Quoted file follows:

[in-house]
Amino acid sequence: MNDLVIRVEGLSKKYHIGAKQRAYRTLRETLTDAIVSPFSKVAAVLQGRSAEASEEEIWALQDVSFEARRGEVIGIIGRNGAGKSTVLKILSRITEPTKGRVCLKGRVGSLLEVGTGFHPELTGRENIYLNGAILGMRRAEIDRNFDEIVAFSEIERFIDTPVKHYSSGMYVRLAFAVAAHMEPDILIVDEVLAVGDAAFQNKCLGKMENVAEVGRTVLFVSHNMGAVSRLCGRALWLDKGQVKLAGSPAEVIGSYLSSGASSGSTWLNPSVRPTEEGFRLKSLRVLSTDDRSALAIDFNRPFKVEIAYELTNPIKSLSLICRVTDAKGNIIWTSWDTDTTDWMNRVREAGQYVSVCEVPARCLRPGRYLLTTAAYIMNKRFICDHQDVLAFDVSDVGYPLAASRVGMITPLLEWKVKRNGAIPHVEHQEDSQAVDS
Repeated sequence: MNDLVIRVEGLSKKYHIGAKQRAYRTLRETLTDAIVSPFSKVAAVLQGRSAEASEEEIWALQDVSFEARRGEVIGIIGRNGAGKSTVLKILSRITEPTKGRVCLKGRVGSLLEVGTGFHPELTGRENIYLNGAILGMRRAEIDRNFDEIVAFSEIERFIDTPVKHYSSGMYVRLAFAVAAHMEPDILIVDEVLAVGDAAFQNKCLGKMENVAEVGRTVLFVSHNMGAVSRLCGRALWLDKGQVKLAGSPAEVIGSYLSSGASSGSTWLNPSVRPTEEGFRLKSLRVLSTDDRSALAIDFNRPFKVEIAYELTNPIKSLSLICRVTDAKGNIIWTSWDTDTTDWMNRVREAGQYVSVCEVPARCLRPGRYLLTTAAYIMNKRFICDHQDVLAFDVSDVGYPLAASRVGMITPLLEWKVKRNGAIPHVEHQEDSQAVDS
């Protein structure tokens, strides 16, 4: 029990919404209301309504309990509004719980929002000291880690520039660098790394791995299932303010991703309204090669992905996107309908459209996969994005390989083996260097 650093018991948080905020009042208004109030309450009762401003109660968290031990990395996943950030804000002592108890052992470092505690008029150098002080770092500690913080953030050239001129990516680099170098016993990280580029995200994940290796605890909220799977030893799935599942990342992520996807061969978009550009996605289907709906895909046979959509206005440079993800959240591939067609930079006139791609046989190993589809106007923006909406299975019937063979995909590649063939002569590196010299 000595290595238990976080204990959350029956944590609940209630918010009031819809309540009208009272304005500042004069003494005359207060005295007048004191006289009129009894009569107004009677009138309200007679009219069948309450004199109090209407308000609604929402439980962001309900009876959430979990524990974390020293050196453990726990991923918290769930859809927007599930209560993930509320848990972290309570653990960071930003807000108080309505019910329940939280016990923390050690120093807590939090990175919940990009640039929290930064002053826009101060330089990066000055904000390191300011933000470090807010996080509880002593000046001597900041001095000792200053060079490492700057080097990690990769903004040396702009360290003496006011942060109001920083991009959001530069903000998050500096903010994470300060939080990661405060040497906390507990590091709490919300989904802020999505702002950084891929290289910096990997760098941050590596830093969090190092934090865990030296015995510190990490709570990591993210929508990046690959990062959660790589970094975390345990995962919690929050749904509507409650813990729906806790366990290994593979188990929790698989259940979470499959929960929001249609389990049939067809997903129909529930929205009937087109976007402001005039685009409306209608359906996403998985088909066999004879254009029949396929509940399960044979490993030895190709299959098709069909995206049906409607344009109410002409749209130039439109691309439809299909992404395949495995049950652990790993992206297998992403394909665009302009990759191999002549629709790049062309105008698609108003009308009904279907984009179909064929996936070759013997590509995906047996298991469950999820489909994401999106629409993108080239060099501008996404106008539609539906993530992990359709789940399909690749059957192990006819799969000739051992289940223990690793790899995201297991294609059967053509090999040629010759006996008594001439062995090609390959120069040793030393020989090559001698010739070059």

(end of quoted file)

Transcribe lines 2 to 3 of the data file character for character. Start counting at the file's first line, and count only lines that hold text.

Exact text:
Amino acid sequence: MNDLVIRVEGLSKKYHIGAKQRAYRTLRETLTDAIVSPFSKVAAVLQGRSAEASEEEIWALQDVSFEARRGEVIGIIGRNGAGKSTVLKILSRITEPTKGRVCLKGRVGSLLEVGTGFHPELTGRENIYLNGAILGMRRAEIDRNFDEIVAFSEIERFIDTPVKHYSSGMYVRLAFAVAAHMEPDILIVDEVLAVGDAAFQNKCLGKMENVAEVGRTVLFVSHNMGAVSRLCGRALWLDKGQVKLAGSPAEVIGSYLSSGASSGSTWLNPSVRPTEEGFRLKSLRVLSTDDRSALAIDFNRPFKVEIAYELTNPIKSLSLICRVTDAKGNIIWTSWDTDTTDWMNRVREAGQYVSVCEVPARCLRPGRYLLTTAAYIMNKRFICDHQDVLAFDVSDVGYPLAASRVGMITPLLEWKVKRNGAIPHVEHQEDSQAVDS
Repeated sequence: MNDLVIRVEGLSKKYHIGAKQRAYRTLRETLTDAIVSPFSKVAAVLQGRSAEASEEEIWALQDVSFEARRGEVIGIIGRNGAGKSTVLKILSRITEPTKGRVCLKGRVGSLLEVGTGFHPELTGRENIYLNGAILGMRRAEIDRNFDEIVAFSEIERFIDTPVKHYSSGMYVRLAFAVAAHMEPDILIVDEVLAVGDAAFQNKCLGKMENVAEVGRTVLFVSHNMGAVSRLCGRALWLDKGQVKLAGSPAEVIGSYLSSGASSGSTWLNPSVRPTEEGFRLKSLRVLSTDDRSALAIDFNRPFKVEIAYELTNPIKSLSLICRVTDAKGNIIWTSWDTDTTDWMNRVREAGQYVSVCEVPARCLRPGRYLLTTAAYIMNKRFICDHQDVLAFDVSDVGYPLAASRVGMITPLLEWKVKRNGAIPHVEHQEDSQAVDS